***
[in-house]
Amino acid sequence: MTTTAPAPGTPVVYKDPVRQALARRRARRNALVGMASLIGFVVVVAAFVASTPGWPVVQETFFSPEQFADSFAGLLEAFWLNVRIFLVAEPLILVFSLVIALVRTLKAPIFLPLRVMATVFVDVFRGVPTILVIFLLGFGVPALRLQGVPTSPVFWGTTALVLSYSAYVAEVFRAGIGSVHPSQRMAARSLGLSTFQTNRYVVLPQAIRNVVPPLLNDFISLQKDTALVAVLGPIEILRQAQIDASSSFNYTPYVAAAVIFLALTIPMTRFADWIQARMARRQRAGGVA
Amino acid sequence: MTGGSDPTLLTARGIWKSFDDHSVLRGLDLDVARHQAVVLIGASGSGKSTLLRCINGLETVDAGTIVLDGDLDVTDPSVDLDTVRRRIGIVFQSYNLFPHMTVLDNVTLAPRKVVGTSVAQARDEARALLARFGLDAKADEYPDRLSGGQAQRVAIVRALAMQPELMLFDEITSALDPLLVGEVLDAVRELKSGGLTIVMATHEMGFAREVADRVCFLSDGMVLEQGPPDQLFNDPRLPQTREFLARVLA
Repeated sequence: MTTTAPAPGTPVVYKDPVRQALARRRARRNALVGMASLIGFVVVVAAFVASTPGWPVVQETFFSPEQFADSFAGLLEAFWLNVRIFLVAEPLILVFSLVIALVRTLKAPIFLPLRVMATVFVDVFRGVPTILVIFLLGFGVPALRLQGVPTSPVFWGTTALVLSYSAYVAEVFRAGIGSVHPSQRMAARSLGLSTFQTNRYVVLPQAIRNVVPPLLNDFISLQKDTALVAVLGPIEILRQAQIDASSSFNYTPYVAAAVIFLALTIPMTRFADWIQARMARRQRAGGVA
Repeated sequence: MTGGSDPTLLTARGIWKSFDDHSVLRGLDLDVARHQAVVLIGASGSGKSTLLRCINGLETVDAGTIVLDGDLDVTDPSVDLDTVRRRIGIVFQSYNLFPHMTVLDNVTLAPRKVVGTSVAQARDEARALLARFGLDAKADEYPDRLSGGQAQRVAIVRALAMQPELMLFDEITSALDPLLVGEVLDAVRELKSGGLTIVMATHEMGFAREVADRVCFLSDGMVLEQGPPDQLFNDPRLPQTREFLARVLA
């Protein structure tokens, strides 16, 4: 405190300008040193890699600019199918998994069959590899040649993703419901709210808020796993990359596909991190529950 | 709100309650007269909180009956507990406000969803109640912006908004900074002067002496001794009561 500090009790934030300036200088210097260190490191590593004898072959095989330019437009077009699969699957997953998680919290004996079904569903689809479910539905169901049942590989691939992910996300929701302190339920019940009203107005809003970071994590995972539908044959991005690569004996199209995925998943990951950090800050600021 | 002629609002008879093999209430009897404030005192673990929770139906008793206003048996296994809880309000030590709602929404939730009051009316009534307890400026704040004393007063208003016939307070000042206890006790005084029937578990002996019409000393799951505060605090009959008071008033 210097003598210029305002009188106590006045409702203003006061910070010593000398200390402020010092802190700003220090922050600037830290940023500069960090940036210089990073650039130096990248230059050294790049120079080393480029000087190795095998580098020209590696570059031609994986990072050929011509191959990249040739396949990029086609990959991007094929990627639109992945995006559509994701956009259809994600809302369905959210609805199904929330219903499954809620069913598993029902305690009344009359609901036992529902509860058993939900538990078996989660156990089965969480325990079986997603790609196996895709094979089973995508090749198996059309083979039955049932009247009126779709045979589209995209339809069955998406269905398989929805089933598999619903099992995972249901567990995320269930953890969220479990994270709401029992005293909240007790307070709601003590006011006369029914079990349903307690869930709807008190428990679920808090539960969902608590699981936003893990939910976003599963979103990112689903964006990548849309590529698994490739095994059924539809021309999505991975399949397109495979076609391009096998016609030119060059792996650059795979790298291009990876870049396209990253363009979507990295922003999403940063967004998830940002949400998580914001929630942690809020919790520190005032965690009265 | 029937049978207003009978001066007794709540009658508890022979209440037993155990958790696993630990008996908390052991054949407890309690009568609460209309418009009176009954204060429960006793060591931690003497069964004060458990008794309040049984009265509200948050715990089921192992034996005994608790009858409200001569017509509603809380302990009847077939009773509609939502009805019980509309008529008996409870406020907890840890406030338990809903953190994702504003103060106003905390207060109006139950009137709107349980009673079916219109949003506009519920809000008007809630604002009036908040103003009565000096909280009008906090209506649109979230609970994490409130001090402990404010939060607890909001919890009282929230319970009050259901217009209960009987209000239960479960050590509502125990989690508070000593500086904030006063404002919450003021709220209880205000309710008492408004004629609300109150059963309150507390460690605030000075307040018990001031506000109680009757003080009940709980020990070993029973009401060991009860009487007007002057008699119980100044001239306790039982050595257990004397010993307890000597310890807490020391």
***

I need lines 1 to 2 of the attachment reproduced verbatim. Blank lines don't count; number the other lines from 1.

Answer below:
[in-house]
Amino acid sequence: MTTTAPAPGTPVVYKDPVRQALARRRARRNALVGMASLIGFVVVVAAFVASTPGWPVVQETFFSPEQFADSFAGLLEAFWLNVRIFLVAEPLILVFSLVIALVRTLKAPIFLPLRVMATVFVDVFRGVPTILVIFLLGFGVPALRLQGVPTSPVFWGTTALVLSYSAYVAEVFRAGIGSVHPSQRMAARSLGLSTFQTNRYVVLPQAIRNVVPPLLNDFISLQKDTALVAVLGPIEILRQAQIDASSSFNYTPYVAAAVIFLALTIPMTRFADWIQARMARRQRAGGVA